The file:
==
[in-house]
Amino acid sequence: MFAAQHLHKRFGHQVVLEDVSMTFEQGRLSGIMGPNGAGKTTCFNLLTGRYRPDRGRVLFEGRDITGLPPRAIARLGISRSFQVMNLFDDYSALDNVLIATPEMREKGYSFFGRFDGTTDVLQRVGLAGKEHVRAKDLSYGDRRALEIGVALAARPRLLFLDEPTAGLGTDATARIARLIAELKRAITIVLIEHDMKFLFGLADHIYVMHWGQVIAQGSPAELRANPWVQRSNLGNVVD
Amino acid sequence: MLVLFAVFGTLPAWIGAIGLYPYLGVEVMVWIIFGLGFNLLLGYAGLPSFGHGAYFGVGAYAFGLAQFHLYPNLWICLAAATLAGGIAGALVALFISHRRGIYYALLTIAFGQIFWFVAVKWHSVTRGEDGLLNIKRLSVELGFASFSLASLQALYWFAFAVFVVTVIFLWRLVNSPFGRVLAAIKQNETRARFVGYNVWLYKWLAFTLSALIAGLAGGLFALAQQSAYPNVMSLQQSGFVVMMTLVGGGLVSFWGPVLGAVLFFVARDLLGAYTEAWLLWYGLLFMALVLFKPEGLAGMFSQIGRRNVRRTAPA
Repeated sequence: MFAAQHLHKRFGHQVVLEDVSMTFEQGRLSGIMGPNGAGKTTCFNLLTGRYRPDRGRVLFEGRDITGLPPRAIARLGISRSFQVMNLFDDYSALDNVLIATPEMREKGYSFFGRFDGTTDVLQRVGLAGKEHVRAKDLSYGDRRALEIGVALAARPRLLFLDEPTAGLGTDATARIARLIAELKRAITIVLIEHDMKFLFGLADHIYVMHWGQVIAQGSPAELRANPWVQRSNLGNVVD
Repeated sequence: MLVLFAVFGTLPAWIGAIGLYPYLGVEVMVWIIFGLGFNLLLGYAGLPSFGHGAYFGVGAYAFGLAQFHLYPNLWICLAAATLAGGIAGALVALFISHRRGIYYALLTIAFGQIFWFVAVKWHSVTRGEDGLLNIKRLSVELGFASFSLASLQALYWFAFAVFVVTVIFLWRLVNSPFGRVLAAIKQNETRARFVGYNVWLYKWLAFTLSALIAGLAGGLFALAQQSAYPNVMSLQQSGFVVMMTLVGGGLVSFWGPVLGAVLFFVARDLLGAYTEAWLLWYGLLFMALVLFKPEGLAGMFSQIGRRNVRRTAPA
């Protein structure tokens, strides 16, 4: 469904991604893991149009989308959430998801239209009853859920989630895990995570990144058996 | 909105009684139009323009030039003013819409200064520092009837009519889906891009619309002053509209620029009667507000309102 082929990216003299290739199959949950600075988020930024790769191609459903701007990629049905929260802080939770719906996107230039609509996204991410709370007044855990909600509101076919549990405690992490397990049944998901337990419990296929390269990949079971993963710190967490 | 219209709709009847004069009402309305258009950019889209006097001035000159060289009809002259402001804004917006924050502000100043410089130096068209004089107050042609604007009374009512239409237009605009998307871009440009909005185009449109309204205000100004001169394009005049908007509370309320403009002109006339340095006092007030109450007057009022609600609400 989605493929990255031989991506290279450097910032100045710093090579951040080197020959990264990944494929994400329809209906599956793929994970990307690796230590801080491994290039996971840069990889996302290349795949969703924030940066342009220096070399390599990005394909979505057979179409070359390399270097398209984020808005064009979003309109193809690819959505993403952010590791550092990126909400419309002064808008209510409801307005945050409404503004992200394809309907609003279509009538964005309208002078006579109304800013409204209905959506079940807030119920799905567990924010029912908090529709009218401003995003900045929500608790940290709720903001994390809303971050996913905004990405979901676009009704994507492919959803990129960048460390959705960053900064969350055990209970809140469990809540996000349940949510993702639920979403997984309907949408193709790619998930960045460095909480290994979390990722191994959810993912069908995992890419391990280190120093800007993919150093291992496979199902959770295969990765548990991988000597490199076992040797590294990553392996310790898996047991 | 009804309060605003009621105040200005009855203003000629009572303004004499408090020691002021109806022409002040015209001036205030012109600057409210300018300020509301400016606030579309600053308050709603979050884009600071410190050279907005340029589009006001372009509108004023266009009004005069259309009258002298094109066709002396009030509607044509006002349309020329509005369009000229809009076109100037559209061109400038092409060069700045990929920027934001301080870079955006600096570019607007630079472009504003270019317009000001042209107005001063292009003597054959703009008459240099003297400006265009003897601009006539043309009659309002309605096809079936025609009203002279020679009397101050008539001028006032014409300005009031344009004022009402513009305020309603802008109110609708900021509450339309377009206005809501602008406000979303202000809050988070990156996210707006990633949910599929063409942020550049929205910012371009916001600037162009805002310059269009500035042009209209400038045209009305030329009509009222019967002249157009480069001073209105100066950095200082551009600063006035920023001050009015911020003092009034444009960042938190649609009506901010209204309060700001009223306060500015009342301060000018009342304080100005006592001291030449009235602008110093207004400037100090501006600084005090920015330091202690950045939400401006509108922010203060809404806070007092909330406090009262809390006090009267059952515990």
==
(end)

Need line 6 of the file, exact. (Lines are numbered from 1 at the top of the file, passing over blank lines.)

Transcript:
């Protein structure tokens, strides 16, 4: 469904991604893991149009989308959430998801239209009853859920989630895990995570990144058996 | 909105009684139009323009030039003013819409200064520092009837009519889906891009619309002053509209620029009667507000309102 082929990216003299290739199959949950600075988020930024790769191609459903701007990629049905929260802080939770719906996107230039609509996204991410709370007044855990909600509101076919549990405690992490397990049944998901337990419990296929390269990949079971993963710190967490 | 219209709709009847004069009402309305258009950019889209006097001035000159060289009809002259402001804004917006924050502000100043410089130096068209004089107050042609604007009374009512239409237009605009998307871009440009909005185009449109309204205000100004001169394009005049908007509370309320403009002109006339340095006092007030109450007057009022609600609400 989605493929990255031989991506290279450097910032100045710093090579951040080197020959990264990944494929994400329809209906599956793929994970990307690796230590801080491994290039996971840069990889996302290349795949969703924030940066342009220096070399390599990005394909979505057979179409070359390399270097398209984020808005064009979003309109193809690819959505993403952010590791550092990126909400419309002064808008209510409801307005945050409404503004992200394809309907609003279509009538964005309208002078006579109304800013409204209905959506079940807030119920799905567990924010029912908090529709009218401003995003900045929500608790940290709720903001994390809303971050996913905004990405979901676009009704994507492919959803990129960048460390959705960053900064969350055990209970809140469990809540996000349940949510993702639920979403997984309907949408193709790619998930960045460095909480290994979390990722191994959810993912069908995992890419391990280190120093800007993919150093291992496979199902959770295969990765548990991988000597490199076992040797590294990553392996310790898996047991 | 009804309060605003009621105040200005009855203003000629009572303004004499408090020691002021109806022409002040015209001036205030012109600057409210300018300020509301400016606030579309600053308050709603979050884009600071410190050279907005340029589009006001372009509108004023266009009004005069259309009258002298094109066709002396009030509607044509006002349309020329509005369009000229809009076109100037559209061109400038092409060069700045990929920027934001301080870079955006600096570019607007630079472009504003270019317009000001042209107005001063292009003597054959703009008459240099003297400006265009003897601009006539043309009659309002309605096809079936025609009203002279020679009397101050008539001028006032014409300005009031344009004022009402513009305020309603802008109110609708900021509450339309377009206005809501602008406000979303202000809050988070990156996210707006990633949910599929063409942020550049929205910012371009916001600037162009805002310059269009500035042009209209400038045209009305030329009509009222019967002249157009480069001073209105100066950095200082551009600063006035920023001050009015911020003092009034444009960042938190649609009506901010209204309060700001009223306060500015009342301060000018009342304080100005006592001291030449009235602008110093207004400037100090501006600084005090920015330091202690950045939400401006509108922010203060809404806070007092909330406090009262809390006090009267059952515990």